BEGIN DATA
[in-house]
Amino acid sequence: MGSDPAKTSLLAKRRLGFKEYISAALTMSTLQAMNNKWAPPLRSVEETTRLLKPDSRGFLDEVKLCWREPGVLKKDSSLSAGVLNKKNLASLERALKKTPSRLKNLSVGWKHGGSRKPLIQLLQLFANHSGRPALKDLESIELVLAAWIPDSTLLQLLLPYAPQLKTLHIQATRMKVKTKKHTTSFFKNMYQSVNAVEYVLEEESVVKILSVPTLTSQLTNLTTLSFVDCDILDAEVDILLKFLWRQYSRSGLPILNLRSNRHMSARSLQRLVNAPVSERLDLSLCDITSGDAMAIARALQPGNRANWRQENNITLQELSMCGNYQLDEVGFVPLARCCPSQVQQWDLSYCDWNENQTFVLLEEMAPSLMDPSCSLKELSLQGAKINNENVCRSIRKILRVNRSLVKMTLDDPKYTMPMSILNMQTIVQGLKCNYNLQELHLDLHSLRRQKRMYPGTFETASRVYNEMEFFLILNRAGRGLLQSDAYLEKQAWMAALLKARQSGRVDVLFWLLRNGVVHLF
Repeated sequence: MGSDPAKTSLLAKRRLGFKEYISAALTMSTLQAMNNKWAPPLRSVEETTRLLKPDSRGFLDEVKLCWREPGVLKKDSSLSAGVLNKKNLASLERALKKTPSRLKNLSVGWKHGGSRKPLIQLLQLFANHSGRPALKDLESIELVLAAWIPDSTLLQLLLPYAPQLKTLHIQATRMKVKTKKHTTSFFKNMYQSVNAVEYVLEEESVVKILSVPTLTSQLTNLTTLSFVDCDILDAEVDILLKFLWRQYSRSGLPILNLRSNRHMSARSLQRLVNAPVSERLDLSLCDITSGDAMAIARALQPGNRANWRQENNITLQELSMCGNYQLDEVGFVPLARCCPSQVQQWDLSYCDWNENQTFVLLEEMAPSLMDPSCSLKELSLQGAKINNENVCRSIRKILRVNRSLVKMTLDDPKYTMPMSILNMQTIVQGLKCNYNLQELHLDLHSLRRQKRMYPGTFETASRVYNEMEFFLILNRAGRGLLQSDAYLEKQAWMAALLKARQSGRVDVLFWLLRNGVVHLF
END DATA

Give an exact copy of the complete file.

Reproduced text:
[in-house]
Amino acid sequence: MGSDPAKTSLLAKRRLGFKEYISAALTMSTLQAMNNKWAPPLRSVEETTRLLKPDSRGFLDEVKLCWREPGVLKKDSSLSAGVLNKKNLASLERALKKTPSRLKNLSVGWKHGGSRKPLIQLLQLFANHSGRPALKDLESIELVLAAWIPDSTLLQLLLPYAPQLKTLHIQATRMKVKTKKHTTSFFKNMYQSVNAVEYVLEEESVVKILSVPTLTSQLTNLTTLSFVDCDILDAEVDILLKFLWRQYSRSGLPILNLRSNRHMSARSLQRLVNAPVSERLDLSLCDITSGDAMAIARALQPGNRANWRQENNITLQELSMCGNYQLDEVGFVPLARCCPSQVQQWDLSYCDWNENQTFVLLEEMAPSLMDPSCSLKELSLQGAKINNENVCRSIRKILRVNRSLVKMTLDDPKYTMPMSILNMQTIVQGLKCNYNLQELHLDLHSLRRQKRMYPGTFETASRVYNEMEFFLILNRAGRGLLQSDAYLEKQAWMAALLKARQSGRVDVLFWLLRNGVVHLF
Repeated sequence: MGSDPAKTSLLAKRRLGFKEYISAALTMSTLQAMNNKWAPPLRSVEETTRLLKPDSRGFLDEVKLCWREPGVLKKDSSLSAGVLNKKNLASLERALKKTPSRLKNLSVGWKHGGSRKPLIQLLQLFANHSGRPALKDLESIELVLAAWIPDSTLLQLLLPYAPQLKTLHIQATRMKVKTKKHTTSFFKNMYQSVNAVEYVLEEESVVKILSVPTLTSQLTNLTTLSFVDCDILDAEVDILLKFLWRQYSRSGLPILNLRSNRHMSARSLQRLVNAPVSERLDLSLCDITSGDAMAIARALQPGNRANWRQENNITLQELSMCGNYQLDEVGFVPLARCCPSQVQQWDLSYCDWNENQTFVLLEEMAPSLMDPSCSLKELSLQGAKINNENVCRSIRKILRVNRSLVKMTLDDPKYTMPMSILNMQTIVQGLKCNYNLQELHLDLHSLRRQKRMYPGTFETASRVYNEMEFFLILNRAGRGLLQSDAYLEKQAWMAALLKARQSGRVDVLFWLLRNGVVHLF